How Do Cats Hiss?

Before we go deep into the reasons why cats hiss, let’s first find out how they do it. The sound is created when these fur babies force air through their tongues. For the hiss to be effective, they arch their tongues upwards and to the center of the mouth. If you are close enough when they hiss, you will feel a burst of air escaping from their mouths.

Typically, your cat will pull back her lips at the same time and flatten her ears against her head. With her mouth gaping and teeth showing, she appears menacing and terrifying.

Additionally, her body will be arched, giving the illusion of being taller and ready to attack. Her hairs will also bristle as a reflexive response to whatever emotion she is undergoing.


Dr. Marci Koski, a certified feline behavior and training professional with Feline Behavior Solutions in Vancouver, Washington explains:

“Slowly remove yourself from the situation and give your cat a way to escape so that he can cool off. It can take some cats time to recover from a scary situation, so make sure you let your cat come to you for the next interaction.”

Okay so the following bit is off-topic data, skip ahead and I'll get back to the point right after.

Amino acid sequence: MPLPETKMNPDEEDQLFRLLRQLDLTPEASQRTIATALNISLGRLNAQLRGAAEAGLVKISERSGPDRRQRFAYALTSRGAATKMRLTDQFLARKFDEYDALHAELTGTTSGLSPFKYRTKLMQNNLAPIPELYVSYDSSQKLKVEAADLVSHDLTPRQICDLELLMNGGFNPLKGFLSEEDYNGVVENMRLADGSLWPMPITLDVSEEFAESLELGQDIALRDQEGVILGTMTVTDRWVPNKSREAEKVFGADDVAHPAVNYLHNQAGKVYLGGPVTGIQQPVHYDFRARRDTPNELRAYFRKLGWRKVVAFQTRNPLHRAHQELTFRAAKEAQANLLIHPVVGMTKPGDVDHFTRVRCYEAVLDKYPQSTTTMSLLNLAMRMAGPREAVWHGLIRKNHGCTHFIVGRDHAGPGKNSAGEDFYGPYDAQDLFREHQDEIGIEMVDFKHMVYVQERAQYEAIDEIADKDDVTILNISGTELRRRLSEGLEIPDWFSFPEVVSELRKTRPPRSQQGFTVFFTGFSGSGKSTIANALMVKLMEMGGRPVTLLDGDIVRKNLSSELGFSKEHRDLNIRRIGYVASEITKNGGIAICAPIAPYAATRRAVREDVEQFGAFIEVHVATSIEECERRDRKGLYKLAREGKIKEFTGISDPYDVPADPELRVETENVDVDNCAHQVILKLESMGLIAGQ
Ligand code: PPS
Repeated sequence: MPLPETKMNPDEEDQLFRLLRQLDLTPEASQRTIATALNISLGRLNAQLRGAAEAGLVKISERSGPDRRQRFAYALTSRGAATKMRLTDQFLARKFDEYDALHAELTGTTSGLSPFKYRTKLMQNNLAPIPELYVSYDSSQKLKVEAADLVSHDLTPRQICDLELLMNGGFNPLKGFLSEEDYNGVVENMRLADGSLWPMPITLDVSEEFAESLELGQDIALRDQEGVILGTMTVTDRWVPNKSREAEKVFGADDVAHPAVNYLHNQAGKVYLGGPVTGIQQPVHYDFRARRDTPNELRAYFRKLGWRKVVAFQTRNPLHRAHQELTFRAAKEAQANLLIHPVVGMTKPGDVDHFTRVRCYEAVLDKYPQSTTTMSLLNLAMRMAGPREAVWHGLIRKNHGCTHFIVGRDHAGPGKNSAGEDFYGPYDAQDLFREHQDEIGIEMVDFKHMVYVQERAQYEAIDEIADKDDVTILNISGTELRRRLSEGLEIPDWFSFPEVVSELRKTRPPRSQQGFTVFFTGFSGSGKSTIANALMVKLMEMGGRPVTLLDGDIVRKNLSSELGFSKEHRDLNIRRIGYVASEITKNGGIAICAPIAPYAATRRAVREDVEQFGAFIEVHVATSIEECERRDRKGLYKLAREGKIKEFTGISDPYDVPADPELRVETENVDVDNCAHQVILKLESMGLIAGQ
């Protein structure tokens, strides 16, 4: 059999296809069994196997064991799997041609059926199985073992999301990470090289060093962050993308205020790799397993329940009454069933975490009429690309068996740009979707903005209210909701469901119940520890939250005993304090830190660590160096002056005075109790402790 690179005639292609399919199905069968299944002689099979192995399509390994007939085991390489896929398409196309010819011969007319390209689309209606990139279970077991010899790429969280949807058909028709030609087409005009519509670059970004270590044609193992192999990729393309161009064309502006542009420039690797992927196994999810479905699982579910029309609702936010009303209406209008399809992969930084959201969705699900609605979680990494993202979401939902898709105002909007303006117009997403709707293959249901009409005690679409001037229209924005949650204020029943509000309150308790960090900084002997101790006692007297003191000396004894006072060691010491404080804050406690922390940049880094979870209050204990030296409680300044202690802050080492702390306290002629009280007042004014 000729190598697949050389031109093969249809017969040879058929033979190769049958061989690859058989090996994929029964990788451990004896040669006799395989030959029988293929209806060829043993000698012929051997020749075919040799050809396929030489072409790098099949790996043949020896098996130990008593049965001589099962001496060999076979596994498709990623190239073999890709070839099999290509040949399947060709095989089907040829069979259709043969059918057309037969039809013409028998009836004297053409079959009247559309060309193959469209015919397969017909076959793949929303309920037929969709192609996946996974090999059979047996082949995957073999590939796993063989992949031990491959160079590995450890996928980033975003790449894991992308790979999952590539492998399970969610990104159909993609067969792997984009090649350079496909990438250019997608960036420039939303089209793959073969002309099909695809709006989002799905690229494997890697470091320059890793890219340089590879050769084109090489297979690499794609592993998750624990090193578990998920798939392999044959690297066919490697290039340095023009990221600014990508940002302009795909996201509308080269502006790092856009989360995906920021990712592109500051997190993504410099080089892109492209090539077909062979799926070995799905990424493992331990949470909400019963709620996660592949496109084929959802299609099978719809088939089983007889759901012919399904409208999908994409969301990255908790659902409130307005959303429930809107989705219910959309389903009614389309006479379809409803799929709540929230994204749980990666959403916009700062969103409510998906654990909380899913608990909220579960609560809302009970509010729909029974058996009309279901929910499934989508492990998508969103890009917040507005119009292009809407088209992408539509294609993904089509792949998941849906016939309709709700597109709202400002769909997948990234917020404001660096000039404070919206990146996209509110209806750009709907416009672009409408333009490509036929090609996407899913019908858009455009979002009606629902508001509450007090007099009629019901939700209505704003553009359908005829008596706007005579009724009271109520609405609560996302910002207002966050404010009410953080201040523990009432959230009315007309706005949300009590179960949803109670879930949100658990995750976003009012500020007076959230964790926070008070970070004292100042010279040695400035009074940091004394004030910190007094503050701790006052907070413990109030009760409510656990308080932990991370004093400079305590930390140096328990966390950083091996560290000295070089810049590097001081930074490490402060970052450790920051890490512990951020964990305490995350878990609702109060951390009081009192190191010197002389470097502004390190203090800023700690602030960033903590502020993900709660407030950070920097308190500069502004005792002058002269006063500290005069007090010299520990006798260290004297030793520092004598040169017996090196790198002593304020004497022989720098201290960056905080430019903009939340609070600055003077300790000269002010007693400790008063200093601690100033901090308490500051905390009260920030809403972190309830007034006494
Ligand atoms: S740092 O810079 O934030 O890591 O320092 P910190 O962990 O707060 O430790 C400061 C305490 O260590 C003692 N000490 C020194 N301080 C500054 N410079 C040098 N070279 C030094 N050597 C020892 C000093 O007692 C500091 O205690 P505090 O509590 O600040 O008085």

If you feel like your cat is hissing or lashing out at you, it might be best to take a thorough examination of all the points listed above. It’s our job as dedicated cat moms and dads. We’re here to help our cats to feel calm and ease when in our presence. An animal behaviorist also might be a great solution. They can attempt to get to the underlying issue should a medical condition not be the cause for your cat’s hissing.